Of course while we all marvelled when someone got around the entire course without a single fault, secretly we all wanted the blokes to fall off their bikes in painful looking ways, and we usually got what we were after. There must have be quite a few bruised egos as well as bruised nether regions, as the comedy gold of a man falling onto a log with a leg either side was common place.

Kick Start was presented by Peter Purves who was a Blue Peter presenter in the days of Valerie Singleton and John Noakes, and he commentated over the proceedings with a calm yet genuinely interested manner. Of course, he too joined in with the giggles during the slips, with one memorable occasion being when a young lad fell into a lake, and the St. John’s ambulance men who came to help him ended up falling in too!

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Posted by Big Boo on November 16th, 2009

sootyDoesn’t look too bad for a sixty year old, does he? The little yellow bear with black ears that we all know as Sooty has been around since the 1950’s, meaning he’s entertained at least three generations of kids. This has put him in the Guinness Book of Records as the longest running children’s TV show, although the format and name of his TV programmes has changed a fair bit over the years.

Sooty was first “discovered” by Harry Corbett whilst on holiday in Blackpool in 1948. He saw the little yellow bear puppet and bought it for his son Matthew, but it wasn’t long before Harry was using the bear as an assistant in his amateur magic act, naming him Teddy. The duo were spotted and in 1952 they went onto the nations airwaves thanks to a BBC talent show.

Since television was still only black and white a last minute decision was made to alter Teddy’s appearance to make him stand out better on screen. A black nose and mouth were added by Harry’s wife Marjorie and his ears were blackened with soot, which led to us new stage name, Sooty! He also got his trademark catchphrase, the magical phrase Izzy Wizzy Let’s Get Busy, although of course given that Sooty never actually spoke out loud, this was said by Harry.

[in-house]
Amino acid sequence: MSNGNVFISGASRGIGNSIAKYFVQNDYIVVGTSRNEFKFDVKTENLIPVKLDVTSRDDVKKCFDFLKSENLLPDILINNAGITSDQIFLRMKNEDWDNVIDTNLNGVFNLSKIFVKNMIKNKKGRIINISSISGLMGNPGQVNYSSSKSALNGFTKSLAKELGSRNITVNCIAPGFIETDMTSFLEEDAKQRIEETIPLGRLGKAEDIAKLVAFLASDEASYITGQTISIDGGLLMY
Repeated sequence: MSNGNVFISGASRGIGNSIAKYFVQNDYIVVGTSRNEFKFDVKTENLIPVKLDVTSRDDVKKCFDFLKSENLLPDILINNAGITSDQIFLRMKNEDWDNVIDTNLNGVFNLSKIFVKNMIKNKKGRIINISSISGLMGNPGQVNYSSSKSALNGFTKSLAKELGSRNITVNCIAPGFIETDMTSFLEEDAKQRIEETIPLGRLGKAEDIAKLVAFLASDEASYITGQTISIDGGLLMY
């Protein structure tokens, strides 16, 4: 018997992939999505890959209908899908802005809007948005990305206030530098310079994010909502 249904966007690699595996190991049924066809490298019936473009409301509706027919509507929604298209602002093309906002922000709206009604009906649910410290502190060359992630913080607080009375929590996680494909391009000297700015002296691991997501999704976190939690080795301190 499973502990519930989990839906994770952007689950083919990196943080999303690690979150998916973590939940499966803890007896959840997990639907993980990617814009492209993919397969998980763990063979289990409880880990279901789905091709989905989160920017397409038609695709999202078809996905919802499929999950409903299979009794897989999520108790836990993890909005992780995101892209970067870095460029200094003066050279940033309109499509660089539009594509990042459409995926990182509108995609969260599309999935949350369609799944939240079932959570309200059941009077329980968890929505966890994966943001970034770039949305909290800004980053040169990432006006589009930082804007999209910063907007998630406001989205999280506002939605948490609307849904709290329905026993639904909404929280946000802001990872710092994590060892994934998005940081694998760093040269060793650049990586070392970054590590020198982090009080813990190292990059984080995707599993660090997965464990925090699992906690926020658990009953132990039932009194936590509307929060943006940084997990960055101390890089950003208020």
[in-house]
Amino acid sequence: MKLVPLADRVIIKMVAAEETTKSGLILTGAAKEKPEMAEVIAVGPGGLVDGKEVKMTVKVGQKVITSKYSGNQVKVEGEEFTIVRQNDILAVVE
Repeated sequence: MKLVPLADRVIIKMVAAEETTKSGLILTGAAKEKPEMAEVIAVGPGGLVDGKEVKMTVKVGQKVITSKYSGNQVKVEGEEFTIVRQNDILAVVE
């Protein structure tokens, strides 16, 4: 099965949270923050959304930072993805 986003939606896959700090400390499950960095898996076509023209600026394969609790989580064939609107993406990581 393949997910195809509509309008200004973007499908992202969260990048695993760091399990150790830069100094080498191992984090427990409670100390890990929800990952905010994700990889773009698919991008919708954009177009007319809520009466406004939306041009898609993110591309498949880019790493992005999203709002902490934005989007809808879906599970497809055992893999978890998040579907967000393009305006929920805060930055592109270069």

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Posted by Big Boo on October 19th, 2009

wizbit and wooly the rabbitAs a kid I was fascinated with magic tricks. I had several books on card tricks and simple magical illusions, and also my prized Paul Daniel’s Magic Tricks. Paul Daniels was on the TV quite a lot when I was growing up so he became one of my childhood heroes, which is the main reason why I used to watch Wizbit.

Wizbit appeared in 1985 and was really aimed at younger children than I was at that time, yet so great was the draw of Mr. Daniels that I still tuned in to watch the adventures of the titular large yellow conical creature and a gigantic white rabbit called Wooly. The show was intended to get kids thinking, as it was more about solving puzzles than magic tricks, although given that Wizbit was actually an alien magician from the planet Wow (short for World of Wizards) there was the odd trick too.

The idea was that Wizbit was visiting Earth for a year and a day, although he ended up in a place called Puzzleopolis which is like no town I’ve ever been too. Puzzleopolis was inhabited by a number of strange folk, most of whom were related to the world of light entertainment. Some of the more obvious choices here included clowns and mime artists, although there were walking dice and playing cards, and a big round red thing with massive lips which I assume was meant to be one of those sponge balls magicians use in tricks.

Paul Daniels and his assistant (wife), the lovely Debbie McGee (as Paul always referred to her), also lived there apparently, as did the aforementioned Wooly, who whilst a bit dim witted quickly became Wizbit’s friend and guide to Puzzleopolis. I also remember a big purple lump of slime who sounded like a blues singer who went by the name of Squidgy Bog, but I don’t quite remember what he did other than sound laid back and cool.